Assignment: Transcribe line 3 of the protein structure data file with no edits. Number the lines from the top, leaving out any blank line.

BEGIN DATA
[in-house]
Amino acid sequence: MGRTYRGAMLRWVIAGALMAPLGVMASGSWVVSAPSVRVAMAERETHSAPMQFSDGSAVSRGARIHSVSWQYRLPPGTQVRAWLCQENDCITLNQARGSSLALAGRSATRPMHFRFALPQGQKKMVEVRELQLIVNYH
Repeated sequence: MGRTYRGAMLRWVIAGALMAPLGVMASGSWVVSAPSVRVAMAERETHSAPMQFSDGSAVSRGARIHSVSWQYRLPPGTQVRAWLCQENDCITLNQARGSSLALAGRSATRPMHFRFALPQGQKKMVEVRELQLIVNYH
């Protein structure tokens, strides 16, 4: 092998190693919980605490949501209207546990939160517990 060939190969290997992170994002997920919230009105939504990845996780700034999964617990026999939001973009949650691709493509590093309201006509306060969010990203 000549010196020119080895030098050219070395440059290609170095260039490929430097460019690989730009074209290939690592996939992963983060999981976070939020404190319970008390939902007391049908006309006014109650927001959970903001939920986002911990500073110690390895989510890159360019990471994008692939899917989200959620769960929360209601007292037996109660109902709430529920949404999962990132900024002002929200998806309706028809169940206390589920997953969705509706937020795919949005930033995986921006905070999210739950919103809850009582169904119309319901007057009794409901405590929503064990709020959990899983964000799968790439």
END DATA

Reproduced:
Repeated sequence: MGRTYRGAMLRWVIAGALMAPLGVMASGSWVVSAPSVRVAMAERETHSAPMQFSDGSAVSRGARIHSVSWQYRLPPGTQVRAWLCQENDCITLNQARGSSLALAGRSATRPMHFRFALPQGQKKMVEVRELQLIVNYH